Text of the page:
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Hackedepicciotto — Keepsakes
(Mute STUMM499, 2023, CD / LP / DL)

by Peter Thelen, Published 2023-12-09

Keepsakes Cover art

Hackedepicciotto (sometimes with a lower case h) is the Berlin based husband-wife duo of Alexander Hacke (of Einstürzende Neubauten and others) and Danielle De Picciotto (American artist, musician and film maker, formerly of the group Crime and the City Solution and others), who have been working together since around 2008, now with a total of around ten albums between them (earlier releases were credited to their full names explicitly). Their latest offering, Keepsakes, follows a theme of friendship, its importance realized as as a result of the recent pandemic, with each song dedicated to one person in their circle of acquaintances. Here, the duo’s sound is framed around a mysterious and dark gothic sound, informed by experimental and industrial elements, noise and an ambient dreaminess that envelops the sound in warmth. The duo plays all of the instruments, sings all of the vocals and harmonies (even some throat singing), and produced the album themselves with assistance of mixing engineer Victor Van Vugt. The arrangements seem to be intentionally on the rough side, though the vocal harmonies work together well in a soft and gentle way; instrumentation includes piano, electronics, violin, bells, santoor, autoharp, hurdy gurdy, celesta, bass, percussion, drones, loops, and distortion. Opener “Troubadour” is a gentle number with harmonized vocals by both. The santoor (or hammered dulcimer) provides the instrumental base while bass, percussion, strings, and electronics build with each verse. The next track, “Aichach,” couldn’t be more different, an instrumental piece with an underlying driving electronic groove and odd percussion, with strings and hurdy gurdy fleshing out a haunting melody. “Anthem” follows, De Picciotto’s spoken vocals guiding the piece over a seemingly improvised mix of bass, autoharp, bells, electronics, and blasts of saxes / horns. There are nine tracks in all, every one very different from one another, the longest being “Song of Gratitude” at eight minutes; only “The Blackest Crow,” that closes the proceedings, seems a bit repetitive without much variation, though all taken this is a solid effort that should appeal to those into the more pensive side of songcraft.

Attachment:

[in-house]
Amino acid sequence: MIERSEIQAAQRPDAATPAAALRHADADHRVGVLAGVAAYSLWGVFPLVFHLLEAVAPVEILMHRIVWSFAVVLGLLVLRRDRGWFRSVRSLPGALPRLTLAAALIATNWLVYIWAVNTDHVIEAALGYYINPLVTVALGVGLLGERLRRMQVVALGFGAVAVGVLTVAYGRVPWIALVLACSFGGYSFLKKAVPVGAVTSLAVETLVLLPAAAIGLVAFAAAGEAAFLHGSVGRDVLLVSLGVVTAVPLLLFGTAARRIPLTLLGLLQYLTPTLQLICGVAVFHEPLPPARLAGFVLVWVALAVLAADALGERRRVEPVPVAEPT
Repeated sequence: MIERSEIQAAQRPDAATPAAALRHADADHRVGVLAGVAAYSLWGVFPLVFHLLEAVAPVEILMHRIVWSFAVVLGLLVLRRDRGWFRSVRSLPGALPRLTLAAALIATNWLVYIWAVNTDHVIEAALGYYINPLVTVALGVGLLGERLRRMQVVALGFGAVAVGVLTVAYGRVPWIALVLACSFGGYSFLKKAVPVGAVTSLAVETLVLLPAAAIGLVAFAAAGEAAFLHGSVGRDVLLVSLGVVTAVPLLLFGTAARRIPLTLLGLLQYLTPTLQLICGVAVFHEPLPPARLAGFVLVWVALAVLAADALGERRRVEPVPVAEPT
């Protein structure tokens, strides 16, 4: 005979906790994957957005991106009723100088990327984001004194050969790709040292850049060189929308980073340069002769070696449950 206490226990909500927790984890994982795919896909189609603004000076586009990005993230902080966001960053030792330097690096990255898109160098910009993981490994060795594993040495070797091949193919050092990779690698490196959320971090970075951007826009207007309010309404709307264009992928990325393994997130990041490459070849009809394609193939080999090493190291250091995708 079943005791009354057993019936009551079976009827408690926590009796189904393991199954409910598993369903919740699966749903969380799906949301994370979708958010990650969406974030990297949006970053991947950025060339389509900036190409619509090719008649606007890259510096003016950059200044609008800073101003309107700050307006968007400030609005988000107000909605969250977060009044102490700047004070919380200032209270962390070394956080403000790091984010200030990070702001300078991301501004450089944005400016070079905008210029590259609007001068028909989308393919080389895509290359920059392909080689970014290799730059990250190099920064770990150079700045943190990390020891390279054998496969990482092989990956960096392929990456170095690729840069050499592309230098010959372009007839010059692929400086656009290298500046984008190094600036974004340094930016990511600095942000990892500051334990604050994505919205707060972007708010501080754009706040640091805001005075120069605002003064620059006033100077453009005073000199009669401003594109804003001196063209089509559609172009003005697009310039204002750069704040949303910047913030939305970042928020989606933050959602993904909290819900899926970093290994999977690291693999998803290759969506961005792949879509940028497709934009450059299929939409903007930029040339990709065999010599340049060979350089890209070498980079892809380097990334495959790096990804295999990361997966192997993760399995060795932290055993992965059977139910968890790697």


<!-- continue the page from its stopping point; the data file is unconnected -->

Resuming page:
Filed under: New releases, 2023 releases

Related artist(s): Hackedepicciotto

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